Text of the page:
case brief (Brown v. Hammond) - ? Brown v. Hammond, 810 F.Supp (E.D. Pa. 1993) FACTS: Cynthia Brown

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  • Brown v. Hammond, 810 F.Supp (E.D. Pa. 1993)


    Cynthia Brown is a former employee of the Defendant and his law firm. She was employed by

    Robert M. Hammond & Associates from November 4, 1990 to April 4, 1991. She was employed by the

    Defendants as an at-will paralegal and secretary. The time Ms. Brown spent on client matters was billed

    to the clients as attorney time without any kind of forewarning to the firms clients that the work was

    being performed by someone who was not an attorney. Despite Ms. Browns protests that the practice

    was improper, her supervisors still directed her to bill her time as attorney time. Therefore, Ms. Brown

    then took it upon herself to inform various authorities and affected clients of the improper practice

    while not laying claim to any responsibility for overseeing the firms billing practices. In doing so, the

    Defendants responded by imposing new work rules with respect to hours of employment which only

    applied to and discriminated against Ms. Brown, who was subsequently terminated for her actions.


    Whether Ms. Brown terminated in violation of public policy for reporting the improper actions

    of the Defendants, whether Ms. Brown was terminated in violation of public policy for protesting

    against performing such improper actions, and whether the Defendants actions were calculated and

    intentional enough to purposely cause Ms. Brown harm and result in a prima facie tort.


    The Pennsylvania Rules of Professional Conduct, as adopted by the Pennsylvania Supreme Court,

    could very well provide the basis for a public policy exception to the at-will employment doctrine.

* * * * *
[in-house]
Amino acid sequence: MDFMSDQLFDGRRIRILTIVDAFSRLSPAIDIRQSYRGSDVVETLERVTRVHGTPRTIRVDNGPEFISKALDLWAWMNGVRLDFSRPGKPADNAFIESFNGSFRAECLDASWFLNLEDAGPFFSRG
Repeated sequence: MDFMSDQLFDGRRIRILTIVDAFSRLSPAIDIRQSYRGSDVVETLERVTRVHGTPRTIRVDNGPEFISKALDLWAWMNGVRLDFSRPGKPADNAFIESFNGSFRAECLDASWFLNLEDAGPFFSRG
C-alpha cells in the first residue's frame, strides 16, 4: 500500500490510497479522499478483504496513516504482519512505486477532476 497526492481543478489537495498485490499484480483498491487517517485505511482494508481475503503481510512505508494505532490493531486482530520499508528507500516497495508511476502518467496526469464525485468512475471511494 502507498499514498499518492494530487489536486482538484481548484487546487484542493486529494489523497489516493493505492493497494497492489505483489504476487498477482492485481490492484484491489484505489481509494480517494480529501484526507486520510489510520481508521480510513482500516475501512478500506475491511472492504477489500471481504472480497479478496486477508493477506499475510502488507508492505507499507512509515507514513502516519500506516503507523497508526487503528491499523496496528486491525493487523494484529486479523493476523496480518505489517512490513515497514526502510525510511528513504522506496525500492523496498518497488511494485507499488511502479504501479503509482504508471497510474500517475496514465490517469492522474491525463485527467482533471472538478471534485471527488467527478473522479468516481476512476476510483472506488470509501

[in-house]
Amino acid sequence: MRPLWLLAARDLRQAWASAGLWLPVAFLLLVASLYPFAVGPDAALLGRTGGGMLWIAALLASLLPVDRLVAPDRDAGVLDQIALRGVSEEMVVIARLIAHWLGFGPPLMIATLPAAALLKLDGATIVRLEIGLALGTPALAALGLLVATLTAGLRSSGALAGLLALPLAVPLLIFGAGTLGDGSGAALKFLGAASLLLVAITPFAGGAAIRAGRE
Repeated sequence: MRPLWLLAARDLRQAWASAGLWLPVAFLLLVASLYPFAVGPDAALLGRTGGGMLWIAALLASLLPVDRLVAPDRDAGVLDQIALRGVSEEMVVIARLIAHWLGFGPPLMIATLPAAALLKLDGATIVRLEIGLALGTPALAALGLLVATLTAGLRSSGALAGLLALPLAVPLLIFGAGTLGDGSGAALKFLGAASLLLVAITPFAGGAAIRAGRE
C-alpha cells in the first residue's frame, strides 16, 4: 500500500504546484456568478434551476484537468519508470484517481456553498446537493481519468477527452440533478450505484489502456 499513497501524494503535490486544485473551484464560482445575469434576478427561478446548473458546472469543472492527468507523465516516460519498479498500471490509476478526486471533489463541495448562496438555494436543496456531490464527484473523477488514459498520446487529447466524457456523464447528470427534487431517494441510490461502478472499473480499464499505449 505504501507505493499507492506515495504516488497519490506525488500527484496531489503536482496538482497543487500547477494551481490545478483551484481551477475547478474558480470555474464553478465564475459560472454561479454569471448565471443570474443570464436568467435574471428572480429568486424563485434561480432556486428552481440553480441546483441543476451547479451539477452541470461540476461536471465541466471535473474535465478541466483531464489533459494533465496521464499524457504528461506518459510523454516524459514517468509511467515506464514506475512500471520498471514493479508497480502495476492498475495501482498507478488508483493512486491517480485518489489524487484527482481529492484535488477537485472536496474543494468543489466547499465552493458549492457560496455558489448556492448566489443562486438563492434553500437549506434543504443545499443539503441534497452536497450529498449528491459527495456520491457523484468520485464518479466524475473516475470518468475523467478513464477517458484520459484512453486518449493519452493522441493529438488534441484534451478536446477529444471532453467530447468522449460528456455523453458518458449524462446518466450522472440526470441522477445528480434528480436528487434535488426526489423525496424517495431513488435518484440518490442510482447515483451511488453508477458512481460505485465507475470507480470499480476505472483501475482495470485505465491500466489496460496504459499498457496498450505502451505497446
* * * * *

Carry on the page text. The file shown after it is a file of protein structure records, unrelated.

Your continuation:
Under Pennsylvania law, either party may terminate an employment relationship for any or no

    reason unless a statutory or contractual provision to the contrary exists. Pennsylvania law

    (Whistleblower Law, 43 Pa. C.S.A. 1421 et seq.) protects Ms. Brown for reporting impropriety to

    outside authorities. However, it does not allow her to directly voice the impropriety to the firms clients.

    Therefore, termination for gratuitously alerting others about the Defendants' improper billing practice

    does not violate the type of significant, clearly mandated public policy required to satisfy the very

    narrow exception to Pennsylvania's rigid at-will employment doctrine. Furthermore, assuming that a

    specific intent to harm exception even existed, such intent cannot be established by the harm normally

    occasioned by the act of discharging an employee and such exception, if truly existed, would only exist

    in cases of purely malevolent conduct. In other words, it would have to be a termination for which no

    reason existed other than to cause "an atavistic desire to hurt another" (Id. at 57, 508 A.2d 1263).

    Despite the fact Ms. Browns whistleblowing conduct was well motivated, the Defendants' reason for

    discharging Ms. Brown was due to conduct of her own making and for conducts which threatened to

    deprive the Defendants of clients and subject them to sanctions.

    However, given no employee should be forced to choose between his or her livelihood and

    engaging in fraud or other criminal conduct to the extent that Ms. Brown alleges, her action may



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